Faced with immediate necessities, he went to live in the U.S. while still an adolescent, following in the footsteps of his compatriots. The sacredness of his village does not prevent the quality of life from declining each year, causing Teotitlán natives to immigrate since the 1940s.

In that neighboring nation, where many Mexicans undergo hardships, Pantaleón Ruiz met the vicissitudes of the migrant condition with good fortune and along the way discovered his calling as a painter. By the time he returned to Oaxaca, he had  confronted art-making with considerable skill. Among his abilities, he possessed knowledge of various painting and ceramic sculpture techniques.

As a young master weaver, he entered the twenty-first century, approaching art with a vision quite unusual among his local colleagues. His canvases projected not only the peacefulness of his sacred village, but also a restless need to explore territories in the way he had observed abroad. That is why Pantaleón Ruiz paints with a dual consciousness, multiplying his possibilities of expression: while completely aware of his ancestral Zapotec origins, he also places himself within an even vaster and more ancient tradition, that of human civilizations.

His paintings and sculptures as such speak of that personal story constructed of two different societies, two environments which are part of a greater weaving. It is within that interweaving of experiences, visions and formal discoveries that the artist expressively creates various compositions which, for the moment, keep him away from any given “style.” Pantaleón Ruiz moves from abstraction to figuration with ease, avoiding a fixation on any specific subject or compositional tendency. While in other contexts this characteristic might represent artistic indecisiveness, in Oaxaca it requires a strong will. If there is one factor that limits artists’ achievements, it would surely be “style” (understood as an arrangement of forms and techniques that make the work of a visual creator easily recognizable and thus encourage the commercialization of his work).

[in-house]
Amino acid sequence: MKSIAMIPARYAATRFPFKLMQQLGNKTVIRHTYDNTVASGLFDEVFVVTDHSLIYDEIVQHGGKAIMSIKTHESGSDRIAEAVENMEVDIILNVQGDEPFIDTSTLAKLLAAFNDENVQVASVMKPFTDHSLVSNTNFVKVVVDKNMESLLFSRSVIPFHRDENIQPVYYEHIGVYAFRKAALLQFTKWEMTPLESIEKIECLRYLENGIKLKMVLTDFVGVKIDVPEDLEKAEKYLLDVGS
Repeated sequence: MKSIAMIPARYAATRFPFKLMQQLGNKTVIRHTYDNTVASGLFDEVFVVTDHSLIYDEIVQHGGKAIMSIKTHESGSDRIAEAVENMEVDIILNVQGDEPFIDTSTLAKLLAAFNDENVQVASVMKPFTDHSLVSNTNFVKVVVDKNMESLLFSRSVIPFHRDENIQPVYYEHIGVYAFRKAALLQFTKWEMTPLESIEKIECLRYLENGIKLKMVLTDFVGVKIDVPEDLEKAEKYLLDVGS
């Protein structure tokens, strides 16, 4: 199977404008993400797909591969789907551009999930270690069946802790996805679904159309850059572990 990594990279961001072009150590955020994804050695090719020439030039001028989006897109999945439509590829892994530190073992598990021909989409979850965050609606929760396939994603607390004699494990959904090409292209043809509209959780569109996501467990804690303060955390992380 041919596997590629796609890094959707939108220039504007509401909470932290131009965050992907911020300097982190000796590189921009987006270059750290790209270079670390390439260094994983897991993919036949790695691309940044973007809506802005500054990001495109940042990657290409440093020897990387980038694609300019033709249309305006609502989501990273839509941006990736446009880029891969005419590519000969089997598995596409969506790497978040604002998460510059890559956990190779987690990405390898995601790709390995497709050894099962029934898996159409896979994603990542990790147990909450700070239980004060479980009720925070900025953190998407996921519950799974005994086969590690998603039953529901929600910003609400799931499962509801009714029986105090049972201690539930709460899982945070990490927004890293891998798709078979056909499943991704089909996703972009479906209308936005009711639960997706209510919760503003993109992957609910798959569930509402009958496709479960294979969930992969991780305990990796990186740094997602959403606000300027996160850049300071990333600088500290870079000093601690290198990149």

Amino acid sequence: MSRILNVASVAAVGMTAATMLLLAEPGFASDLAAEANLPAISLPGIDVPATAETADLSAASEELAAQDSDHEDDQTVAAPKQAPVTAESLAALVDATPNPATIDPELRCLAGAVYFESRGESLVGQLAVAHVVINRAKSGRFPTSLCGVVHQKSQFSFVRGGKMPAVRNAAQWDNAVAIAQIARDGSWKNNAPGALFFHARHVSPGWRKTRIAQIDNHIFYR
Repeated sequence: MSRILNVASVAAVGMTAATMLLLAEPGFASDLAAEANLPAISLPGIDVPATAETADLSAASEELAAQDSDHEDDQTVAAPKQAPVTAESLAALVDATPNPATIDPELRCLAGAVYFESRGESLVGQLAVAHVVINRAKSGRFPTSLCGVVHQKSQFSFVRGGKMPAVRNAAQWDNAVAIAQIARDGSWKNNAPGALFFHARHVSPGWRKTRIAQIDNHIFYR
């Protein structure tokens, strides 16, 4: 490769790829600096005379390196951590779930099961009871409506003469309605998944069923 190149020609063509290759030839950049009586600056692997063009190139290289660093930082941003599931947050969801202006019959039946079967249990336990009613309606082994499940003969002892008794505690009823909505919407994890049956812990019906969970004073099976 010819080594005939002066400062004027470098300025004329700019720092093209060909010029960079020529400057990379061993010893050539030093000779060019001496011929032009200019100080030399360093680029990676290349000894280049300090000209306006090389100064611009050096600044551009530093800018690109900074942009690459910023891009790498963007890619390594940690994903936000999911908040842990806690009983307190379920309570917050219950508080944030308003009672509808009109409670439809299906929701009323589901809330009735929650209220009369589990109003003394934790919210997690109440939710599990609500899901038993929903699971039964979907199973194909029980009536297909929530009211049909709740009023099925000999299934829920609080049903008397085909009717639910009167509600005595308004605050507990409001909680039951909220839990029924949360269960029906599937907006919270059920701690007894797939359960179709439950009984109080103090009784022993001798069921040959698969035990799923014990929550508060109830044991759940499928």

Pantaleón Ruiz avoids comfortably flaunting a certain style, preferring to explore all of his resources in textiles, painting and sculpture while looking deper for other forms of expression like literature and graphic design. If there is a common thread appearing in his works, it is that of transition. His art reflects his life experiences. Moreover, he incorporates in his techniques materials of heterogeneous origins: he mixes conventional pigments with cochineal and other dyes usually used by weavers; he paints on exotic Nepalese paper with extreme delicacy, as well as using the more popular bark paper; he combines oil with ink and encaustic or synthetic resins to produce texture. His way of permanence is via transition.

The variants of his production have begun to receive recognition, despite their not being as identifiable as art dealers might like. This speaks more of the work’s aesthetic value than of its mere selling price. In 2006 this Teotitlán-born artist received the award for sculpture, ceramics and graphic design from Clackamas Fine Art Center, as well as one from the Mentor Council for Hispanic Advancement in Oregon City in the U.S.

Jorge Pech Casanova